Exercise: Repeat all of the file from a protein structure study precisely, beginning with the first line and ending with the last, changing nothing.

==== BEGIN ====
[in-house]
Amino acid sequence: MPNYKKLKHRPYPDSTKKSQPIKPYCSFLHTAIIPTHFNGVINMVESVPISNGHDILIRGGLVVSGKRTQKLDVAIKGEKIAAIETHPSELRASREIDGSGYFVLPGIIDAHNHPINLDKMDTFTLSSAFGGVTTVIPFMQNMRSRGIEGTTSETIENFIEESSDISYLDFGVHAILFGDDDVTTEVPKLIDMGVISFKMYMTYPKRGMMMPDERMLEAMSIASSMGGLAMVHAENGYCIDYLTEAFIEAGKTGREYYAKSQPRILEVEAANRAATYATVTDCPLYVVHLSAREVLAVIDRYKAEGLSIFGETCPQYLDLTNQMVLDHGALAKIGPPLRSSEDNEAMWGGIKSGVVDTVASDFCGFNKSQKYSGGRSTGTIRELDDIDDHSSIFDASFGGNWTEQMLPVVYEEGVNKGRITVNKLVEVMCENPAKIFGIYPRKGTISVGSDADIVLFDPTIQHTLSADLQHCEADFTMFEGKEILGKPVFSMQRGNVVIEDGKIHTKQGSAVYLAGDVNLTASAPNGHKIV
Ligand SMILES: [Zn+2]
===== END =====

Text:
[in-house]
Amino acid sequence: MPNYKKLKHRPYPDSTKKSQPIKPYCSFLHTAIIPTHFNGVINMVESVPISNGHDILIRGGLVVSGKRTQKLDVAIKGEKIAAIETHPSELRASREIDGSGYFVLPGIIDAHNHPINLDKMDTFTLSSAFGGVTTVIPFMQNMRSRGIEGTTSETIENFIEESSDISYLDFGVHAILFGDDDVTTEVPKLIDMGVISFKMYMTYPKRGMMMPDERMLEAMSIASSMGGLAMVHAENGYCIDYLTEAFIEAGKTGREYYAKSQPRILEVEAANRAATYATVTDCPLYVVHLSAREVLAVIDRYKAEGLSIFGETCPQYLDLTNQMVLDHGALAKIGPPLRSSEDNEAMWGGIKSGVVDTVASDFCGFNKSQKYSGGRSTGTIRELDDIDDHSSIFDASFGGNWTEQMLPVVYEEGVNKGRITVNKLVEVMCENPAKIFGIYPRKGTISVGSDADIVLFDPTIQHTLSADLQHCEADFTMFEGKEILGKPVFSMQRGNVVIEDGKIHTKQGSAVYLAGDVNLTASAPNGHKIV
Ligand SMILES: [Zn+2]